• Set the example. Modeling is a powerful teacher. Let your child see you reading. This allows literacy to become one of the many things your little one will want to mimic as they grow. 
  • Give yourself permission to skip parts. Remember — a ‘win’ doesn’t require reading every word. If there’s too much text to hold your child’s attention, feel free to paraphrase. It’s more important to end the read aloud on a successful note, even if that means telling the story in your own words.
  • Build story stamina! No need to challenge yourself with the Moby Dick of board books out of the gate. Start in short increments and build the length of time that your child will attend. Start with a one minute story if that’s how long your little one will tune in. Next time, expand to two minutes (and so on). 
  • Employ silliness to get back on track. If your child becomes fussy, try to do something unexpected such as singing, sound effects or a different voice to re-establish interest and then wrap things up quickly. 
  • End on a high note. Finish your reading session by letting your child know how much fun it was to share a story with them. 
  • Don’t give up! Keep in mind, it may take some time and practice. A good phrase to remember is, “practice makes better” (not perfect). 

A Read-Aloud Resource for Families

Reading aloud to an infant is a very different task than reading aloud to a crawler, a walker or a constant question asker — and parents need strategies to success at each age and stage of a child’s development. 

What is reasonable to expect? How do you know if your child is engaged? Jim Trelease’s book, The Read Aloud Handbook, discusses the developmental stages of reading aloud — so that families and caregivers know what to anticipate and what to emphasize during daily reading sessions. 

Megan Murray Katz and Kathryn Wilson have adapted this information to create Read Aloud – Stages, Strategies and more for Children Birth - Three to capture some of the principles and practices outlined in the 6th edition of his book.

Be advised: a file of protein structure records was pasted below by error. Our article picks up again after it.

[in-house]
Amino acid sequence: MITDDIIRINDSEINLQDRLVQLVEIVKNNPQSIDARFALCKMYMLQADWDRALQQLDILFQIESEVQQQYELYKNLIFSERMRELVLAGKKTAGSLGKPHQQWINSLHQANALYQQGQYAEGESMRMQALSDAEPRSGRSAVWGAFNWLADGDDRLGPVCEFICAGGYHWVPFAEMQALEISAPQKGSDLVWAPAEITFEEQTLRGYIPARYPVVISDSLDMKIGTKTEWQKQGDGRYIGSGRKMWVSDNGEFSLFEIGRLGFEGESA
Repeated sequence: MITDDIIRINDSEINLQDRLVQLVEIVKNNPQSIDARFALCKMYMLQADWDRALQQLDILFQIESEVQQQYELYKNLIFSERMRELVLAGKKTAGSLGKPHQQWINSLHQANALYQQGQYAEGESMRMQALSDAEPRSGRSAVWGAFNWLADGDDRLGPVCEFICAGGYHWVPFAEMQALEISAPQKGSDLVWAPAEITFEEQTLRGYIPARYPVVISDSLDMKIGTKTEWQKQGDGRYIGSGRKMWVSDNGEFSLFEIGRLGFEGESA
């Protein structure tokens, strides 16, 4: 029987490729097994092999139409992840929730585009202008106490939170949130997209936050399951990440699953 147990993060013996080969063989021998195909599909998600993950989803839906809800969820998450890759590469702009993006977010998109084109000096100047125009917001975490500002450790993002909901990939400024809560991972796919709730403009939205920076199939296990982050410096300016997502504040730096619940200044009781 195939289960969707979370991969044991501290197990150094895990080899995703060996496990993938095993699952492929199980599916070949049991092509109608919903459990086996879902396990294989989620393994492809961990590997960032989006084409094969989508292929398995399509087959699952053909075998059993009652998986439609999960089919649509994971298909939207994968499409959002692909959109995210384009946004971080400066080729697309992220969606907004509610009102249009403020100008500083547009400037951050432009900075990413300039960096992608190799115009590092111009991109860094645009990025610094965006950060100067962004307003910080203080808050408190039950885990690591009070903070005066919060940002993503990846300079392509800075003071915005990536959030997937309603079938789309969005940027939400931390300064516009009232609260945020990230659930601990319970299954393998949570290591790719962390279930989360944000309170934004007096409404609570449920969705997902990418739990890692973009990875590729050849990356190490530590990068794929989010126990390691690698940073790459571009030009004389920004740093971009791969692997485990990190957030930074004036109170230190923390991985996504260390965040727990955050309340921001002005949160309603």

It includes:

- the characteristics of children at various stages in their development 

- helpful hints for reading aloud to children depending on age/stage

- popular book titles to consider for each stage

Consider printing this handout and posting it near a bookshelf or play area in your home. You can revisit the list to try new strategies, shake up your routine — and adjust your approach as your child begins a new stage of development. In time, your ‘reluctant reader’ can become a ’read aloud lover.’ 


Get more tips on having successful reading sessions with your little one

"Hearing First", LSL Day by Day | LSL plan, LSL strategies, LSL techniques, Children's Books, Children With Hearing Loss, daily routines, early brain development, parent advice, Reading Aloud, Reading Handouts, Road to Literacy

About the Author

Hearing First Team At Hearing First, we want all children to benefit from the availability of newborn hearing screening, the advances in technology, and the early learning services in their communities. We want all children to have the opportunity to take advantage of access to sound – a critical building block for future success.